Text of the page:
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Climate Change Likely to Cause River Pollution and Affect Agricultural Production


The-River-Thames-at-Bermo-001The influence of climate change on various eco-systems is undoubtedly enormous. Scientists keep discovering new means by which hotter temperature, or more intense rainfall events, would influence our surrounding environment.

One of these problems was recently identified by a team of soil scientists at University of Lancaster. They established that the risk of river pollution increases drastically as temperatures raise and winters become wetter.

The missing link between climate change and river water pollution was found to be washing of fertilizer from the soil to the water bodies. When rainfall increases, the soil runoff increases too, causing large amounts of fertilizer to end up in the nearby rivers. This is accelerated by high temperatures, which dry the soil and make it more prone to cracks, making it even easier for water to travel.

Alongside with river pollution, the team led by Prof Philip Haygarth, identified another problem, that of land use management. With changing climate, farmers have to adjust their practices in order to make better planning and produce as much agricultural crops as possible.

Under the project called Nutrients in Catchments to 2050, the team will try to make use of the latest technologies and climate prediction models, in order to make the most accurate predictions of nutrient runoff, hence prevent uncontrollable and irreversible pollution, and address the issue of food scarcity before it has actually become impossible to handle.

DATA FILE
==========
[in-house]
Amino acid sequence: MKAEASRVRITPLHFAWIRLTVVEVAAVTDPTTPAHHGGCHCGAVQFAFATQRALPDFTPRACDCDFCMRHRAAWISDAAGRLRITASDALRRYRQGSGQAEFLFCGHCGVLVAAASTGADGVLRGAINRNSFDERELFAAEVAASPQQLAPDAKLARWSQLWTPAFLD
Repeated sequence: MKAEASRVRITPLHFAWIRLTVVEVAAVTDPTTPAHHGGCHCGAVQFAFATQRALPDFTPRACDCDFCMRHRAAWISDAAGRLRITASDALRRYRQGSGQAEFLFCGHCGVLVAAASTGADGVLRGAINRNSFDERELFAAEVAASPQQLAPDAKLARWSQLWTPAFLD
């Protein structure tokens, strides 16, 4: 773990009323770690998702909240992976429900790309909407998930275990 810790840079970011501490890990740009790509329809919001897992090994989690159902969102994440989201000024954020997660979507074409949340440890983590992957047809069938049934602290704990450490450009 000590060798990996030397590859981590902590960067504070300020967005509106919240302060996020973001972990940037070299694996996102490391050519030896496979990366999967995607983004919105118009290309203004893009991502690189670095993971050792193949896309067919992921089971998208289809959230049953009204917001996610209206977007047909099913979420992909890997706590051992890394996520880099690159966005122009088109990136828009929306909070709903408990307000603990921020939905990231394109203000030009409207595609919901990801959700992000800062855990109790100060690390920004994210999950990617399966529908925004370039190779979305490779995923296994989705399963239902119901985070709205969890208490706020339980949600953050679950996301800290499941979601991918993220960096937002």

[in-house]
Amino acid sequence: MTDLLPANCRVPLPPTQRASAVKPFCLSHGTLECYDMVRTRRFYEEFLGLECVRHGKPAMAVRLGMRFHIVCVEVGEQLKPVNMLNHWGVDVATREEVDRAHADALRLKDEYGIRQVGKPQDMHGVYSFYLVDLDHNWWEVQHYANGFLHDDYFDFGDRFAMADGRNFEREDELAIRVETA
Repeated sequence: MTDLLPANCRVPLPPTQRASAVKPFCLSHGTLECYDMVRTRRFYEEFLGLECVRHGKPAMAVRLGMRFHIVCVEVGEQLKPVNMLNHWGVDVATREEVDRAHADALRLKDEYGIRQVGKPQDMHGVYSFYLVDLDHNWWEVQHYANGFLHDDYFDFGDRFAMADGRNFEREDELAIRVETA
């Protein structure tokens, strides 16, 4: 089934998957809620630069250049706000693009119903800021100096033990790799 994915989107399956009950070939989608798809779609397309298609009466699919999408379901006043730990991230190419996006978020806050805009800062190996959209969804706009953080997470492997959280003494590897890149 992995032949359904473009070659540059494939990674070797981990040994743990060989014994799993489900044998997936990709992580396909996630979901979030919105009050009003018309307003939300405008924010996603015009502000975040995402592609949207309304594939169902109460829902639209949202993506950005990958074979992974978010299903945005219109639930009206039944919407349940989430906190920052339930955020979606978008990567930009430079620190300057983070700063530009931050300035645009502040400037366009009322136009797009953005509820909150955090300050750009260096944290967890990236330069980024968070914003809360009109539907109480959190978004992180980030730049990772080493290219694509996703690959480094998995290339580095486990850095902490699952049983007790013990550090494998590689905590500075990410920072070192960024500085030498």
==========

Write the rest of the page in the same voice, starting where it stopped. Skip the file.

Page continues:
The study will be conducted by U.K. institutes and experiments will be conducted on U.K. soil, but the results will be highly relevant to pretty much all parts of the world, according to the scientists. Because the issues of pollution and influence of climate change on existing agricultural practices, are becoming more and more pressing, the researchers are convinced that using the best prediction models, and collecting as much accurate data as possible, the results of their work will be rewarding.

Image (c) Graham Turner

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